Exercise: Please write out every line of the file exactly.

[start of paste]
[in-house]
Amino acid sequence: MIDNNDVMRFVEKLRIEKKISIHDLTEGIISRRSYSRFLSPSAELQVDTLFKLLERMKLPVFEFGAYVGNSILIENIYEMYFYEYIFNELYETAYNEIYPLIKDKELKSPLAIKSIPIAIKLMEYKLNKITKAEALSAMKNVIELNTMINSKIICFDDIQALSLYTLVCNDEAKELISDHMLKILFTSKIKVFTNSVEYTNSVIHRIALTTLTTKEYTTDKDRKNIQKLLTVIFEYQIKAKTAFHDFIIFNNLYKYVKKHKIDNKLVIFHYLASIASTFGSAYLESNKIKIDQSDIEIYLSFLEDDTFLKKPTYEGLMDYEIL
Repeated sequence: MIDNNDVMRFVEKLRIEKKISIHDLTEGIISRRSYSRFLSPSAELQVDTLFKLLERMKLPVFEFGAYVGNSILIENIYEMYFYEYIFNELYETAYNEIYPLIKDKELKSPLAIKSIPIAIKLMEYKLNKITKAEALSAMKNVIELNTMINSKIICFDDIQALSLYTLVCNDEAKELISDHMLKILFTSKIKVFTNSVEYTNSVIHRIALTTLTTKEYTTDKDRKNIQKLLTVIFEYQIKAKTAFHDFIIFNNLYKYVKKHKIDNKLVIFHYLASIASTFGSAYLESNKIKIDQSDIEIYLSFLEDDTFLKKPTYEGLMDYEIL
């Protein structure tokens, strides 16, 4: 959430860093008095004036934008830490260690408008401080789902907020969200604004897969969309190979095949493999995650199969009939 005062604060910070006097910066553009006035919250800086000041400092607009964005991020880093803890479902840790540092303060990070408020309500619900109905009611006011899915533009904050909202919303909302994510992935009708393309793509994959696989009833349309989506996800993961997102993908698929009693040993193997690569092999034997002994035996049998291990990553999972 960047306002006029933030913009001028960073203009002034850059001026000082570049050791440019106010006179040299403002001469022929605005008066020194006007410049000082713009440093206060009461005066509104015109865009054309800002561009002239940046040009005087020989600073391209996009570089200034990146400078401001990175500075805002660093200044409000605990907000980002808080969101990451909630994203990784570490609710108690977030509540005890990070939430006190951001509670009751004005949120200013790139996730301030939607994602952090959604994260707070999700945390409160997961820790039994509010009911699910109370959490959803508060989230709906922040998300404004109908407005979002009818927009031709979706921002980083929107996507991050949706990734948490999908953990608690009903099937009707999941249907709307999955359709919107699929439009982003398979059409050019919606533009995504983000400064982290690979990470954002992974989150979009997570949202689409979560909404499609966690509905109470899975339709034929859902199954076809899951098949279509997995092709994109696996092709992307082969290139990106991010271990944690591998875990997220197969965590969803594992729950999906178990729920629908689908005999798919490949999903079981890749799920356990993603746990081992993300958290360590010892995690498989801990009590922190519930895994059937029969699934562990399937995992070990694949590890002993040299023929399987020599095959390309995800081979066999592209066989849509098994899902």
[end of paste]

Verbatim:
[in-house]
Amino acid sequence: MIDNNDVMRFVEKLRIEKKISIHDLTEGIISRRSYSRFLSPSAELQVDTLFKLLERMKLPVFEFGAYVGNSILIENIYEMYFYEYIFNELYETAYNEIYPLIKDKELKSPLAIKSIPIAIKLMEYKLNKITKAEALSAMKNVIELNTMINSKIICFDDIQALSLYTLVCNDEAKELISDHMLKILFTSKIKVFTNSVEYTNSVIHRIALTTLTTKEYTTDKDRKNIQKLLTVIFEYQIKAKTAFHDFIIFNNLYKYVKKHKIDNKLVIFHYLASIASTFGSAYLESNKIKIDQSDIEIYLSFLEDDTFLKKPTYEGLMDYEIL
Repeated sequence: MIDNNDVMRFVEKLRIEKKISIHDLTEGIISRRSYSRFLSPSAELQVDTLFKLLERMKLPVFEFGAYVGNSILIENIYEMYFYEYIFNELYETAYNEIYPLIKDKELKSPLAIKSIPIAIKLMEYKLNKITKAEALSAMKNVIELNTMINSKIICFDDIQALSLYTLVCNDEAKELISDHMLKILFTSKIKVFTNSVEYTNSVIHRIALTTLTTKEYTTDKDRKNIQKLLTVIFEYQIKAKTAFHDFIIFNNLYKYVKKHKIDNKLVIFHYLASIASTFGSAYLESNKIKIDQSDIEIYLSFLEDDTFLKKPTYEGLMDYEIL
């Protein structure tokens, strides 16, 4: 959430860093008095004036934008830490260690408008401080789902907020969200604004897969969309190979095949493999995650199969009939 005062604060910070006097910066553009006035919250800086000041400092607009964005991020880093803890479902840790540092303060990070408020309500619900109905009611006011899915533009904050909202919303909302994510992935009708393309793509994959696989009833349309989506996800993961997102993908698929009693040993193997690569092999034997002994035996049998291990990553999972 960047306002006029933030913009001028960073203009002034850059001026000082570049050791440019106010006179040299403002001469022929605005008066020194006007410049000082713009440093206060009461005066509104015109865009054309800002561009002239940046040009005087020989600073391209996009570089200034990146400078401001990175500075805002660093200044409000605990907000980002808080969101990451909630994203990784570490609710108690977030509540005890990070939430006190951001509670009751004005949120200013790139996730301030939607994602952090959604994260707070999700945390409160997961820790039994509010009911699910109370959490959803508060989230709906922040998300404004109908407005979002009818927009031709979706921002980083929107996507991050949706990734948490999908953990608690009903099937009707999941249907709307999955359709919107699929439009982003398979059409050019919606533009995504983000400064982290690979990470954002992974989150979009997570949202689409979560909404499609966690509905109470899975339709034929859902199954076809899951098949279509997995092709994109696996092709992307082969290139990106991010271990944690591998875990997220197969965590969803594992729950999906178990729920629908689908005999798919490949999903079981890749799920356990993603746990081992993300958290360590010892995690498989801990009590922190519930895994059937029969699934562990399937995992070990694949590890002993040299023929399987020599095959390309995800081979066999592209066989849509098994899902």